The Constitution is not a grant but a restriction upon the power of the Legislature, and hence an express enumeration of legislative powers and privileges therein cannot be considered as the exclusion of others not named, unless accompanied by negative terms. (Ex parte McCarthy, 29 Cal. 395.)
The Legislature has no power to legalize defective pleadings in pending actions. (People vs.
Sessions of Legislature.
SEC. 2. The sessions of the Legislature shall be biennial, and shall commence on the first Monday of December next ensuing the election of its members, unless the Governor of the State shall, in the interim, convene the Legislature by proclamation. No session shall continue longer than one hundred and twenty days. (Amendment, proposed 1861; ratified 3d September, 1862.)
Election and terms of Assemblymen.
SEC. 3. The members of the Assembly shall be chosen biennially, by the qualified electors of their respective districts, on the first Wednesday in September, unless otherwise ordered by the Legislature, and their term of office shall be two years. (Amendment, proposed 1861; ratified 3d September, 1862.)
Qualifications of legislators.
Sec. 4. Senators and members of Assembly shall be duly qualified electors in the respective counties and districts which they represent.
Election and terms of Senators.
Sec. 5. Senators shall be chosen for the term of four years, at the same time and places as members of Assembly; and no person shall be a member of the Senate or Assembly who has not been a citizen and inhabitant of the State, and of the county or district for which he shall be chosen, one year next before his election. (Amendment, proposed 1861; ratified 3d September, 1862.)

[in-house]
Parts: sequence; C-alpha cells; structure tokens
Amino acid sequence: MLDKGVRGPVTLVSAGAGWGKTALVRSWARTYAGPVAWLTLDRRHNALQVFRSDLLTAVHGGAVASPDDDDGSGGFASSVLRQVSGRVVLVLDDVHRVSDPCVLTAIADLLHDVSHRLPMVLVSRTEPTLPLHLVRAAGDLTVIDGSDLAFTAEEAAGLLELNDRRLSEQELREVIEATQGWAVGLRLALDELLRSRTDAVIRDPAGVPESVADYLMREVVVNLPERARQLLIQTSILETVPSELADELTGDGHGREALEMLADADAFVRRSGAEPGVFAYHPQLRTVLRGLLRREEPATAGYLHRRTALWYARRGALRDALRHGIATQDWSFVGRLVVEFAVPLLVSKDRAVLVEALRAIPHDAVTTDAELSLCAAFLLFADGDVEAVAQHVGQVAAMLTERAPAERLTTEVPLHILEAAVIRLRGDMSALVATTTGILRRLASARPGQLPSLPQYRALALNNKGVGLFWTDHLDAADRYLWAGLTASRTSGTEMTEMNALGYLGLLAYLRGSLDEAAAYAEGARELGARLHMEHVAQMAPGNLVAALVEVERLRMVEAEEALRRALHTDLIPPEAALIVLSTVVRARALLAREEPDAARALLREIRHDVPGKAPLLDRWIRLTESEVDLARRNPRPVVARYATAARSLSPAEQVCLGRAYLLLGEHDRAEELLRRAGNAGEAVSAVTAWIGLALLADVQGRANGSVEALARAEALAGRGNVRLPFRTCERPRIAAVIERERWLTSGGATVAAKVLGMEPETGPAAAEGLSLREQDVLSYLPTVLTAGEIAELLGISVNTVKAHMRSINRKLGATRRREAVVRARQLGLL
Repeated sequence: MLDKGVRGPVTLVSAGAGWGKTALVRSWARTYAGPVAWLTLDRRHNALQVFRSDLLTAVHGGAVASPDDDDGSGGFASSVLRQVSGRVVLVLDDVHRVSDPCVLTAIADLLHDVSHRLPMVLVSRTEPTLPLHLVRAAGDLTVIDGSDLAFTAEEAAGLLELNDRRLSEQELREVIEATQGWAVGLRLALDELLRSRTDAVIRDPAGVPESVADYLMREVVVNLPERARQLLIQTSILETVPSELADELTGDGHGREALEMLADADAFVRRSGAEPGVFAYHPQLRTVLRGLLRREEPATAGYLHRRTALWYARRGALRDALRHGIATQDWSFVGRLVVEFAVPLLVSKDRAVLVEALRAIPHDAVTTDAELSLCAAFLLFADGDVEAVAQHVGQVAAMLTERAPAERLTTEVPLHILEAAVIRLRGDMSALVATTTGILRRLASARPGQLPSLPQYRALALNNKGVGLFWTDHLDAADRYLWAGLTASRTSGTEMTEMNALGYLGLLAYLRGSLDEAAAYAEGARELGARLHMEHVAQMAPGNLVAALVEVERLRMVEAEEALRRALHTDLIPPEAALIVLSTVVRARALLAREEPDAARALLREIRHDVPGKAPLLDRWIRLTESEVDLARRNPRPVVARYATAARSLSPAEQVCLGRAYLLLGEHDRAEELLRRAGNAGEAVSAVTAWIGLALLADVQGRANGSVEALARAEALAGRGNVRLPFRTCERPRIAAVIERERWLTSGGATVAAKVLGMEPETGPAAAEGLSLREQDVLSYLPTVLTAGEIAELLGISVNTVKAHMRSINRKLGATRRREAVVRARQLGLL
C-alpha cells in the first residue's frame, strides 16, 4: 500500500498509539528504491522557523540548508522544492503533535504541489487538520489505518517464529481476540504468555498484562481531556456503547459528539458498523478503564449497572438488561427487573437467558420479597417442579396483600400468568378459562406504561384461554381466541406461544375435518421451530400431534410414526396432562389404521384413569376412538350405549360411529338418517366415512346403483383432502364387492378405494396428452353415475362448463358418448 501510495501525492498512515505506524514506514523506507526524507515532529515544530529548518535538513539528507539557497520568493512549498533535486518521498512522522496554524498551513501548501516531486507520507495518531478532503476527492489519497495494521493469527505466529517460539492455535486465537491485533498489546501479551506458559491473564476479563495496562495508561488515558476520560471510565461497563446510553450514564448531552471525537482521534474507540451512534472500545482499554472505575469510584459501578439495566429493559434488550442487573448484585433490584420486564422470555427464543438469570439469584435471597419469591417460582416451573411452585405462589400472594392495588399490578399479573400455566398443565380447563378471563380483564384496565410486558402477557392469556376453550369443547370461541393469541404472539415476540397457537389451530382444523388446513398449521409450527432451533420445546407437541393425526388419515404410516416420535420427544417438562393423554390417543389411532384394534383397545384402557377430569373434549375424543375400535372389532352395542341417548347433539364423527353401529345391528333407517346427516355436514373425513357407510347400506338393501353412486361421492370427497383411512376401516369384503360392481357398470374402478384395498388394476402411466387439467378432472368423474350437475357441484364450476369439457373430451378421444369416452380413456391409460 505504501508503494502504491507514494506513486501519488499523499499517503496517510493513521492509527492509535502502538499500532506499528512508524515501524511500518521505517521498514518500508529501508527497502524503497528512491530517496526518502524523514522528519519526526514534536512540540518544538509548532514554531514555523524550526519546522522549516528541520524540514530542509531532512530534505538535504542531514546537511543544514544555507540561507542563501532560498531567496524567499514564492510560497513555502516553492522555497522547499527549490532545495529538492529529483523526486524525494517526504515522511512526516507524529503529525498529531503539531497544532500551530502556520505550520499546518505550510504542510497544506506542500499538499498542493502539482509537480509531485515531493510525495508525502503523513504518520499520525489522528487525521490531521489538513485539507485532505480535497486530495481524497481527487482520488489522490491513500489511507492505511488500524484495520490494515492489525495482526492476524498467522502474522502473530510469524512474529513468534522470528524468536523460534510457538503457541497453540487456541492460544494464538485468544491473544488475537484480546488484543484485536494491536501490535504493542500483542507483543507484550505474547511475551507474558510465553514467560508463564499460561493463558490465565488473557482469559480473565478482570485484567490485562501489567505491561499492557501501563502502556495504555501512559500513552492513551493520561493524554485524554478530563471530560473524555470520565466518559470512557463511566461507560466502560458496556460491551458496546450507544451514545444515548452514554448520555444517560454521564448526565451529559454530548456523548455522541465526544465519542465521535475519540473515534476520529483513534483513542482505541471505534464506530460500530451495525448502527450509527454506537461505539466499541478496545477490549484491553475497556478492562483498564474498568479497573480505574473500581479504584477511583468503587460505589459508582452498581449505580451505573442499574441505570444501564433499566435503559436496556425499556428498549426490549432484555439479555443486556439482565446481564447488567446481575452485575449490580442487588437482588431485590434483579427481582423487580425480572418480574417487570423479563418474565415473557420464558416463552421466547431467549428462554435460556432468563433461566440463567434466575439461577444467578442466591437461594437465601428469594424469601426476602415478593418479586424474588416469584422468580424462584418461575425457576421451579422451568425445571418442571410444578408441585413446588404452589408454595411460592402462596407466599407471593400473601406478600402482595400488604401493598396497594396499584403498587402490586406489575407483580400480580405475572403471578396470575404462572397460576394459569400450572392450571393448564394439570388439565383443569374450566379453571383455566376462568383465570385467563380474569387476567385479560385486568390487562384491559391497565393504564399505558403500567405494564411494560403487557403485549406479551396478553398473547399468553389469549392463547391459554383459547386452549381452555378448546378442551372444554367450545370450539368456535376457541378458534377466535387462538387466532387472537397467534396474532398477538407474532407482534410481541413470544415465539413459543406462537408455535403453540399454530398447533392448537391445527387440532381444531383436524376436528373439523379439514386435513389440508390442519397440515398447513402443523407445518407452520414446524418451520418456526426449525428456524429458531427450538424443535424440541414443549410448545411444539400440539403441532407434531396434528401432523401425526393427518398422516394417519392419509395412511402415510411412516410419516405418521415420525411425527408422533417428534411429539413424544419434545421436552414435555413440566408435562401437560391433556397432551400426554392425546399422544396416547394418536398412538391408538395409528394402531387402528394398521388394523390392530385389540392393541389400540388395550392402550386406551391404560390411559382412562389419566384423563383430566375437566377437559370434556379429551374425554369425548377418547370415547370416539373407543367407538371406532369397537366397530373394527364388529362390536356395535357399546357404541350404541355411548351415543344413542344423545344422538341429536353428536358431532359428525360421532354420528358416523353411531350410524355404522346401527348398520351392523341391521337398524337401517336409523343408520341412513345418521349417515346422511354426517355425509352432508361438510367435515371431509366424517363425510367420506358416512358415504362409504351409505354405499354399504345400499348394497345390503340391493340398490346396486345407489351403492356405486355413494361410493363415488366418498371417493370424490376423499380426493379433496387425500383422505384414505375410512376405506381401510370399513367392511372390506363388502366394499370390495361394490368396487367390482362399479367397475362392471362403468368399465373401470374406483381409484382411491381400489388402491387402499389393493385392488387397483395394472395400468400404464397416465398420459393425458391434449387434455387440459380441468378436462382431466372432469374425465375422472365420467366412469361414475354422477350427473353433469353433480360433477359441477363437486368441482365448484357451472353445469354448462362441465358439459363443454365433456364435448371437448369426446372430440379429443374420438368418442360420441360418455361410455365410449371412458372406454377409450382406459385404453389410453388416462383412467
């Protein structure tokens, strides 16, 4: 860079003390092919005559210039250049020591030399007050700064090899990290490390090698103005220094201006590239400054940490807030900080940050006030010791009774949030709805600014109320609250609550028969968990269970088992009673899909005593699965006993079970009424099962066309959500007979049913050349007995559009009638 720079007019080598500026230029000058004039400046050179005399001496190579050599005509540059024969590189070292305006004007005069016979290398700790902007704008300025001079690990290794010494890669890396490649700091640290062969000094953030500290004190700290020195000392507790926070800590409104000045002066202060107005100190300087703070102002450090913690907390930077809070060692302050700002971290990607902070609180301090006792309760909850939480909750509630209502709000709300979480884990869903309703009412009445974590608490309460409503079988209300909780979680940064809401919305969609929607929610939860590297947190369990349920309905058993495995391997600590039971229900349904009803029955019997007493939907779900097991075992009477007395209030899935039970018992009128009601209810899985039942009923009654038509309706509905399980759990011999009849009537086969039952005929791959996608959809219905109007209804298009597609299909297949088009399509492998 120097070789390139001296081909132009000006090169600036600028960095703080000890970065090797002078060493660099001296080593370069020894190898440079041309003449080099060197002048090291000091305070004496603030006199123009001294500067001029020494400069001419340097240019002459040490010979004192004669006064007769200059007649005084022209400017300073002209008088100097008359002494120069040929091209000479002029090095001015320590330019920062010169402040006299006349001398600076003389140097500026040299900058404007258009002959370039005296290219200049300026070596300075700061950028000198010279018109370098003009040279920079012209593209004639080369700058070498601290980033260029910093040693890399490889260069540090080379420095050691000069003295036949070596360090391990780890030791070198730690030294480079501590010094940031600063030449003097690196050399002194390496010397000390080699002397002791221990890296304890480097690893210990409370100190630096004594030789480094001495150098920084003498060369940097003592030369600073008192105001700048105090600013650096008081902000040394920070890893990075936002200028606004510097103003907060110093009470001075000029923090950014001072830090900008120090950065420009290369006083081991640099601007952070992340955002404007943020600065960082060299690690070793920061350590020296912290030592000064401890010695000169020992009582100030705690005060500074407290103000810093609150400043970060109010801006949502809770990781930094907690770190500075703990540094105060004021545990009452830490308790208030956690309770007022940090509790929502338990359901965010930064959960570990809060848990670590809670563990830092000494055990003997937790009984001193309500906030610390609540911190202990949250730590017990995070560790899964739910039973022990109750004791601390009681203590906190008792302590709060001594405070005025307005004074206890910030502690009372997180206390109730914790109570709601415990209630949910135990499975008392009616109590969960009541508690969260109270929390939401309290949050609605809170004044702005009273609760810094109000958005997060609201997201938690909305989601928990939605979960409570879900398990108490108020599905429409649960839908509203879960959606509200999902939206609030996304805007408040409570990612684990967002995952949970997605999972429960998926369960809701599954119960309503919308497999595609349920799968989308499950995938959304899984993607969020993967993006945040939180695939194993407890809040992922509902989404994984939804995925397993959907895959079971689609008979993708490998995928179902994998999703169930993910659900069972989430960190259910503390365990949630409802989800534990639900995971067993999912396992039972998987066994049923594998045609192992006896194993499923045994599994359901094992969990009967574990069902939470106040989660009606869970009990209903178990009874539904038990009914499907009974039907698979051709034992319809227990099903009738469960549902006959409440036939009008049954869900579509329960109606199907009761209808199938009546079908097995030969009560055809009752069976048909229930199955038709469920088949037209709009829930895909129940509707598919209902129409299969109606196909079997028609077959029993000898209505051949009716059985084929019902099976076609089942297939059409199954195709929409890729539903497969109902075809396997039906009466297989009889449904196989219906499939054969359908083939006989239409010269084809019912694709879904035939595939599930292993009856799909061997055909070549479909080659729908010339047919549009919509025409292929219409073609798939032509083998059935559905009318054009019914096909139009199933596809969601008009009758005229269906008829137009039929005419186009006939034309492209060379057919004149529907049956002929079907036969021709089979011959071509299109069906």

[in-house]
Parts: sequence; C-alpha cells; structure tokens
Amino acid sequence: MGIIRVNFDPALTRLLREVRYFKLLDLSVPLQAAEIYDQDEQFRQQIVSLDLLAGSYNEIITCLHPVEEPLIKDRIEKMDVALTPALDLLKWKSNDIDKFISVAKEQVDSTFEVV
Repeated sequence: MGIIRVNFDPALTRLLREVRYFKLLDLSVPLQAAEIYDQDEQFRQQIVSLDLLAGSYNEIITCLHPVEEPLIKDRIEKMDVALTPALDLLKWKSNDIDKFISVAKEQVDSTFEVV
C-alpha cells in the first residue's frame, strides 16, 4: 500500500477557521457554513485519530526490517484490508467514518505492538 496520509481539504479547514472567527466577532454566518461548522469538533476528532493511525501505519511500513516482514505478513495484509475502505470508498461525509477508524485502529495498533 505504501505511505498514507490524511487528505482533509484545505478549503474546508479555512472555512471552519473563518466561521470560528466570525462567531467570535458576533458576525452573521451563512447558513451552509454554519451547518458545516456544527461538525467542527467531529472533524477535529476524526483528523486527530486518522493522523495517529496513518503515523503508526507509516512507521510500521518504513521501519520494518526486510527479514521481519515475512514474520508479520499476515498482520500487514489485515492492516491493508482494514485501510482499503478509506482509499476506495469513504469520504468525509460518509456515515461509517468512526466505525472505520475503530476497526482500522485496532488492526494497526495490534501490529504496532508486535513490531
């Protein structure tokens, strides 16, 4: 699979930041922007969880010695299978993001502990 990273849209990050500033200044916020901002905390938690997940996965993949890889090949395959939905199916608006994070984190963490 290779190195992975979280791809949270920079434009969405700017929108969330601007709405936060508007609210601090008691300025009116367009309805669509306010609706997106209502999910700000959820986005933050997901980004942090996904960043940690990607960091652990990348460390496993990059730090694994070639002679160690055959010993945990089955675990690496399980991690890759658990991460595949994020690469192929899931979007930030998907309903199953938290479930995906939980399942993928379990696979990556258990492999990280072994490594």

Number and classes of Senators.
SEC. 6. The number of Senators shall not be less than one-third,
Federal Courts or prescribe the means or mode of its exercise. (Greely vs. Townsend, 25 Cal. 604.)
An Act of the Legislature granting a new trial or re-opening a judgment in favor of the people, in a civil action in which the people are a party, is a mere consent on the part of the people, one of the parties, that a new trial be granted or the judgment re-opened and is not unconstitutional. (People vs. Frisbie, 26 Cal. 135.)
Where a new county is erected out of territory taken in part from another county, the Legislature has the power to create a Board of Commissioners to ascertain, settle, and report the amount due from one to the other, and to compel the Supervisors of the county indebted to levy a tax to pay the amount so reported due. (People vs. Alameda County, 26 Cal. 641.)
The Legislature can delegate to a Board of Supervisors power to make an order to prevent the carrying on of an offensive trade, prejudicial to public health, within the limits of a city. (Ex parte Shrader, 33 Cal. 279.)
The Legislature cannot delegate the power to make laws, conferred upon it by the Constitution, to the people of the State or to any portion of the people. (Ex parte Wai, 48 Cal. 279.)
The Legislature has no power to refer a statute to the people to decide by a popular vote whether it shall go into effect. (Ex parte Wall, 48 Cal. 279.)
A law which submits to a popular vote of the electors of a county the question whether certain territory of an adjoining county shall be annexed to it and that if such vote should be in the affirmative the adjoining county should be disorganized and the territory annexed, is not unconstitutional. (People vs. Nally, 49 Cal. 478.)